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HealthInfo Waitaha Canterbury

Synacthen test

Whakamātaunga repe kōihi

The Synacthen test checks how well your adrenal glands can make the steroid hormone cortisol. Synacthen is a synthetic form of ACTH (adrenocorticotropic hormone). ACTH is naturally produced in your body to stimulate your adrenal glands to make cortisol.

The ideal time to perform this test is between 8 am and 10 am in the morning. The test is done at the Endocrine Test Centre. The Endocrine Test Centre is on the ground floor of the Christchurch Outpatients building, 2 Oxford Terrace.

Please call (03) 364-0934 to make an appointment.


You can eat and drink normally on the morning of the test. You can also take all your normal medications except the following:

These medications are all steroids. Ideally you shouldn't take them for 24 hours before the test.

If you aren't sure if you can go without these medications, check with your doctor first.

Bring your steroid medication to your appointment. You can take your normal steroid dose straight after the test has been completed.


A cannula (small plastic tube) is inserted into a vein in your arm. The blood samples are taken and the Synacthen is given through the cannula. If it isn't possible to insert a cannula, blood samples are taken as usual and Synacthen is injected into your arm muscle.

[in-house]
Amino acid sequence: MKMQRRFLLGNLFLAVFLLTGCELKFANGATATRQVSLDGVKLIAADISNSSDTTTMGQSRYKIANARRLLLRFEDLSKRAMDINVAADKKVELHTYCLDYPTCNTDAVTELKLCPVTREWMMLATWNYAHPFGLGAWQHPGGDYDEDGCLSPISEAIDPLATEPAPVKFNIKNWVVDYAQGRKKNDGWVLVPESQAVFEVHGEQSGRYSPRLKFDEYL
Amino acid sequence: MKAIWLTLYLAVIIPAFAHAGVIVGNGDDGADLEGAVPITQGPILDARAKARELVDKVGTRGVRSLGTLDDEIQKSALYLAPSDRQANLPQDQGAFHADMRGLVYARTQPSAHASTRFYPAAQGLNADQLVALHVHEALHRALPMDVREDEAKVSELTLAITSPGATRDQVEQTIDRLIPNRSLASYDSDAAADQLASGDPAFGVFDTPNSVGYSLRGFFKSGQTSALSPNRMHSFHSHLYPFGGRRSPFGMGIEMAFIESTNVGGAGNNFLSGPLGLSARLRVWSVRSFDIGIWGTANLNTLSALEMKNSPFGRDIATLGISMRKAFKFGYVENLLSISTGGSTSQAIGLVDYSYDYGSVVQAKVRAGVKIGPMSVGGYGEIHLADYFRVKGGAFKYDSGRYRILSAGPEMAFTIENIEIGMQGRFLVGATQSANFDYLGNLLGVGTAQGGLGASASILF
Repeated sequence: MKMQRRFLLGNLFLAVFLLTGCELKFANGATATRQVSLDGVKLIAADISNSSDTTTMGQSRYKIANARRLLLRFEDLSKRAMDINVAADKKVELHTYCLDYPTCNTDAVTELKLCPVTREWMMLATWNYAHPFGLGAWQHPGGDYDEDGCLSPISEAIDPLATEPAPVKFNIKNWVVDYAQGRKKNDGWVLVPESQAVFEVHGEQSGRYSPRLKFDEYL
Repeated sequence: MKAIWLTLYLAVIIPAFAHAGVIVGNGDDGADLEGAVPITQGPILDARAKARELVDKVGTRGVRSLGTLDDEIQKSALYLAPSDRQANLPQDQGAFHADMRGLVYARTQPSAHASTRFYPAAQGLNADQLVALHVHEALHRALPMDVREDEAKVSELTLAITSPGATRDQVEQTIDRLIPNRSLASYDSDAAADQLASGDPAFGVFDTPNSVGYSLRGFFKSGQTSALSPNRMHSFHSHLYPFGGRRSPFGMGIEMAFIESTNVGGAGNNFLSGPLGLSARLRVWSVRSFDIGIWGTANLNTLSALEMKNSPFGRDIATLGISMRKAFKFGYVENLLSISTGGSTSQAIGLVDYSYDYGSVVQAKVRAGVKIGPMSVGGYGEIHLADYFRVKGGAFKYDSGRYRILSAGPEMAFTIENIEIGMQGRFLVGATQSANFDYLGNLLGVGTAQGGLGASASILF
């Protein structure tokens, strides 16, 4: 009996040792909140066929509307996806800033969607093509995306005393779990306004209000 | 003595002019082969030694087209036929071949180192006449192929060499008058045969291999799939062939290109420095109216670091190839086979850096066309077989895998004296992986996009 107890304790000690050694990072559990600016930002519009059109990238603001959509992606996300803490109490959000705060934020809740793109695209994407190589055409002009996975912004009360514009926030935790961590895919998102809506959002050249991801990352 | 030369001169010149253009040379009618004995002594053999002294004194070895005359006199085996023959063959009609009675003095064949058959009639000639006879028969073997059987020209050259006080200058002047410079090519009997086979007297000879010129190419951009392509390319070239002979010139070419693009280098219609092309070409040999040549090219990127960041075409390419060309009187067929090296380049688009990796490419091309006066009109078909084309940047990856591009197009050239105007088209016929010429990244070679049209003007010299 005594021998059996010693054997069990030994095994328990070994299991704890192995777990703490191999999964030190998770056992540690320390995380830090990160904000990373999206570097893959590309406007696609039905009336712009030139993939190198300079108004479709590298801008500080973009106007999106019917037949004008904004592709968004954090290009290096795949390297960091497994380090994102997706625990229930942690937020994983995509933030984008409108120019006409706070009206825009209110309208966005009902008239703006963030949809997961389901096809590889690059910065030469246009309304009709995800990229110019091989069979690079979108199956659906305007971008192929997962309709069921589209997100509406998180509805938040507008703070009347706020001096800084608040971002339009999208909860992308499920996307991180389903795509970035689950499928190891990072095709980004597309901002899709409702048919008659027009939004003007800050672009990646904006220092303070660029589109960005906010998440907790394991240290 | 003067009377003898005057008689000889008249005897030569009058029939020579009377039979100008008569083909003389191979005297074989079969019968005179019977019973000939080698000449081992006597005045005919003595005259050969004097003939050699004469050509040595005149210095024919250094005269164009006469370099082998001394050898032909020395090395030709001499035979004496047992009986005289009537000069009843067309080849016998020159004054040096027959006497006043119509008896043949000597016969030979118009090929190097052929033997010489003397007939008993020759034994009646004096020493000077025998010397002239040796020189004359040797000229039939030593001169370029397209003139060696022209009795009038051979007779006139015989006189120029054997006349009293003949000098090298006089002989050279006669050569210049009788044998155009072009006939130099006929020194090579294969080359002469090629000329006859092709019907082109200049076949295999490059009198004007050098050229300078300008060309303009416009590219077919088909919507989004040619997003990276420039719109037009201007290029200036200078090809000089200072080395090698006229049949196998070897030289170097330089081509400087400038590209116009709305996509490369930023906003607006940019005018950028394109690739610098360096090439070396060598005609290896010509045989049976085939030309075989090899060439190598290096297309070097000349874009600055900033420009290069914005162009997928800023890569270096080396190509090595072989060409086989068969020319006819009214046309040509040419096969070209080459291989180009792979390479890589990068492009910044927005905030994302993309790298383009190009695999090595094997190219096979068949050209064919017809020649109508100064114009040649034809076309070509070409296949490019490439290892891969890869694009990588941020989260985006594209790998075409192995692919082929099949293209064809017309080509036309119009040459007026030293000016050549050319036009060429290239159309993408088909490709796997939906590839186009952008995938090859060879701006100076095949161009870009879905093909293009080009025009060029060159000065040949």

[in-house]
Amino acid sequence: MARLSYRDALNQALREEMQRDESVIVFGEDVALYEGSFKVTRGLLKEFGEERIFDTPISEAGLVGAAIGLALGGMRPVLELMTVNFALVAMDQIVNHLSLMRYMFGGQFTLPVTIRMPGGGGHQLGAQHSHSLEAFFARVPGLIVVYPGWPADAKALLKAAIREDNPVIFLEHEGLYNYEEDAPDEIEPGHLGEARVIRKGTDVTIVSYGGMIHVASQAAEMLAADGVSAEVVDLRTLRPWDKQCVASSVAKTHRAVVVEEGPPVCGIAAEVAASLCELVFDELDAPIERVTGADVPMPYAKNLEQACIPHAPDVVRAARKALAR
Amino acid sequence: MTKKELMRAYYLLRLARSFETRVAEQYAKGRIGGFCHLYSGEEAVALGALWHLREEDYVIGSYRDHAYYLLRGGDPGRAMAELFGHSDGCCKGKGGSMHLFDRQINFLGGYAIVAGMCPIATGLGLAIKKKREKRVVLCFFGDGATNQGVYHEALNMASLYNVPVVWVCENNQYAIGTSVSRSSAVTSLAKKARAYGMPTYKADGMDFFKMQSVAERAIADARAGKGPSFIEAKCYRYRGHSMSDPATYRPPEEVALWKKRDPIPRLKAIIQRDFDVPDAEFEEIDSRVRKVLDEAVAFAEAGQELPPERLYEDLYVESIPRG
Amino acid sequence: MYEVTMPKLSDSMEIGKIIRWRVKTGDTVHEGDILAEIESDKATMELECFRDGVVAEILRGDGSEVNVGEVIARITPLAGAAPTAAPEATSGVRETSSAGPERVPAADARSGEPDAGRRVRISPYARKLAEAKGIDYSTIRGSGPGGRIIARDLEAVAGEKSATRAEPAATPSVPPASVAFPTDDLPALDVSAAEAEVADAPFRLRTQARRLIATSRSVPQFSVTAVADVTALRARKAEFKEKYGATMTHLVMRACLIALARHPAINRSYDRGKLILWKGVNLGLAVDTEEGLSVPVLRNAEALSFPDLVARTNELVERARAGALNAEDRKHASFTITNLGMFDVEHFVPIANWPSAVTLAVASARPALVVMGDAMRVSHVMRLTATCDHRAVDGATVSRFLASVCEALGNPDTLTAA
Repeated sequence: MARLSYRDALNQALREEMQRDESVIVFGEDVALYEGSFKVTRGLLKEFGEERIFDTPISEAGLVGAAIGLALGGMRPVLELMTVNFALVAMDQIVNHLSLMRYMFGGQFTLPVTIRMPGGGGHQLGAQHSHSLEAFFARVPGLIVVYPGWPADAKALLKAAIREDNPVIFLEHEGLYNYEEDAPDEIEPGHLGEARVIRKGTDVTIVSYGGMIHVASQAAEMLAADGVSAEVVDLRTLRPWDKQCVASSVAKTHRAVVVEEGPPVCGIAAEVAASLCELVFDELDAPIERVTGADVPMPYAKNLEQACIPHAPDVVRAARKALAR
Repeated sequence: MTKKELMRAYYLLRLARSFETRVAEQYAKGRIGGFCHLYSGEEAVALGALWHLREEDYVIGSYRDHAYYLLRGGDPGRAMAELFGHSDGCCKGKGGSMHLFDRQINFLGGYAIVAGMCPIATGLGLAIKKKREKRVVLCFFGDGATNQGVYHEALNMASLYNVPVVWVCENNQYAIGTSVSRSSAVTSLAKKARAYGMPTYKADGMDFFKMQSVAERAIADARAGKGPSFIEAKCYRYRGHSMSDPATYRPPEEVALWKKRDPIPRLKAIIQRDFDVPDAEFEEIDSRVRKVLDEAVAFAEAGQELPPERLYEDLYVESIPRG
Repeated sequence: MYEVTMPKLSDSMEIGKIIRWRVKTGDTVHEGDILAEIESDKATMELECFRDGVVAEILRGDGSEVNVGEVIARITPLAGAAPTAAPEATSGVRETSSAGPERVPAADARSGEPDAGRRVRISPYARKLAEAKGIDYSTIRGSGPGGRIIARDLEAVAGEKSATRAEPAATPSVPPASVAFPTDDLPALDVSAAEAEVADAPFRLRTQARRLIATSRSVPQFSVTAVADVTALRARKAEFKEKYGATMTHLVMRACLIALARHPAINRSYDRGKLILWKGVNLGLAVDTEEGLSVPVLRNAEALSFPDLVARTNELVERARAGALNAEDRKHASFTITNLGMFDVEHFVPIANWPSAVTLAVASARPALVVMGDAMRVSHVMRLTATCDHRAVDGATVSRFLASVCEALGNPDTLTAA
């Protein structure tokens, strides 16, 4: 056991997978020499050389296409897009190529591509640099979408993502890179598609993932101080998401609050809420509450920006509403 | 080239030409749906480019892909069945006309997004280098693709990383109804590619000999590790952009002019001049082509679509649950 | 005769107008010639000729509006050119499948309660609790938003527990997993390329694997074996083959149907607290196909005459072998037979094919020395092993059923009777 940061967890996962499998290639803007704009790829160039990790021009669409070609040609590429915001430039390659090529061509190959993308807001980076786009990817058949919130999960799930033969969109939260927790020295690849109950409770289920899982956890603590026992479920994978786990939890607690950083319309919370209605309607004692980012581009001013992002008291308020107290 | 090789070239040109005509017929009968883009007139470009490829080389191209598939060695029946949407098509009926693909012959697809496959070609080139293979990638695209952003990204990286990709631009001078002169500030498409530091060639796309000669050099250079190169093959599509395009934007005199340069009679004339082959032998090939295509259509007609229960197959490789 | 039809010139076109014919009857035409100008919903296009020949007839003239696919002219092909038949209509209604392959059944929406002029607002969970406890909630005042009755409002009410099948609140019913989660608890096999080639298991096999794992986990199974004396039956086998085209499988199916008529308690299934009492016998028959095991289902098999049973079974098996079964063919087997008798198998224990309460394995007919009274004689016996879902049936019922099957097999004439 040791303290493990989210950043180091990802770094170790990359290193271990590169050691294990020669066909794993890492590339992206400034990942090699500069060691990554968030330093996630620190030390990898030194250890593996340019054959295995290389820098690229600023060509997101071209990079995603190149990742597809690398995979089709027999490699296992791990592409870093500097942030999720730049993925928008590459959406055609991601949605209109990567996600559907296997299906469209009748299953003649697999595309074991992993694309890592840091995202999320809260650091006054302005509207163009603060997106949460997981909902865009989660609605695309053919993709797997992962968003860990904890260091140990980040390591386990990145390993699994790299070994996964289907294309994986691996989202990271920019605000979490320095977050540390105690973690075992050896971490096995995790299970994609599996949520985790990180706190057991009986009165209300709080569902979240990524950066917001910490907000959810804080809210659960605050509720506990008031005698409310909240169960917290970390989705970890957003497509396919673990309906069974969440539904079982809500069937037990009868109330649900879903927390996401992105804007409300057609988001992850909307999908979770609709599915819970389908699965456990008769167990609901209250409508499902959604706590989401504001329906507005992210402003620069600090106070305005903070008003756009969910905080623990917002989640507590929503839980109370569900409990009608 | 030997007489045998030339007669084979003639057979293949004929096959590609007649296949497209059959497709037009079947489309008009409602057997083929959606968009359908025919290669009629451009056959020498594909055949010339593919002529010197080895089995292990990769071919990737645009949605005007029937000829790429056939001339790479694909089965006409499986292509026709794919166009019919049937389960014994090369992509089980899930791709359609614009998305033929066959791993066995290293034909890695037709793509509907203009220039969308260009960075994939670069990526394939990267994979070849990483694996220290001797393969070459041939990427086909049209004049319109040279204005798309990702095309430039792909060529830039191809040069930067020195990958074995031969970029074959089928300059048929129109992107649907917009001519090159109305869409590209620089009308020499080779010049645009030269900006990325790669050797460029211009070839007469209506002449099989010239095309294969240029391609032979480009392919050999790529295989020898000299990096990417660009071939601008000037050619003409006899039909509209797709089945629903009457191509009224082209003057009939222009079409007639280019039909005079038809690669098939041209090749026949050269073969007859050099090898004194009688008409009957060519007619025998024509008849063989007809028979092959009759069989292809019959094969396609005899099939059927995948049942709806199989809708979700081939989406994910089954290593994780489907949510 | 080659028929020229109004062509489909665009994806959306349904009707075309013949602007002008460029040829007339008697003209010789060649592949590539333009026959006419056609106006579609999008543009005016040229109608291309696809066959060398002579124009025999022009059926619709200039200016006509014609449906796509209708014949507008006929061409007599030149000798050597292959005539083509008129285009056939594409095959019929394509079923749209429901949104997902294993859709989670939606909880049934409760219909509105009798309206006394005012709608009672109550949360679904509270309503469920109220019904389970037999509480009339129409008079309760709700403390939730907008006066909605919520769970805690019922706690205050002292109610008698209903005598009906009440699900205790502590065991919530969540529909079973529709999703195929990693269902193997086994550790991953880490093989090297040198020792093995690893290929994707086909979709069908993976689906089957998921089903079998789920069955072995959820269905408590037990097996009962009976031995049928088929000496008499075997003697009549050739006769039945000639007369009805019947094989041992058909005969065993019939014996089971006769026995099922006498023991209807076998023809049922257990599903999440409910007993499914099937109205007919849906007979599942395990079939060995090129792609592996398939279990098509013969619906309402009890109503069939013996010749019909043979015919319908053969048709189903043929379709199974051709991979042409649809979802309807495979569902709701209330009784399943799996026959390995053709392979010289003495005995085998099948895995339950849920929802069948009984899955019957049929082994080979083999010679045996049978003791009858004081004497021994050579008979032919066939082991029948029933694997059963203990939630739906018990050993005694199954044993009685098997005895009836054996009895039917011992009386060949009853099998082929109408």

The procedure is:


The test is performed daily in the Endocrine Department. Occasionally, some patients have minor reactions. These include minor pain or bruising at the injection site, nausea, vomiting and flushing. As with any medication, there is a small risk of an allergic reaction. If you've previously had a Synacthen test and had a bad reaction, please tell the doctor or nurse before the test is done.

Developed by the Endocrinology Department, Christchurch Hospital. Adapted by HealthInfo clinical advisers. Last reviewed June 2023.

Page reference: 211676

Review key: HIHOT-213639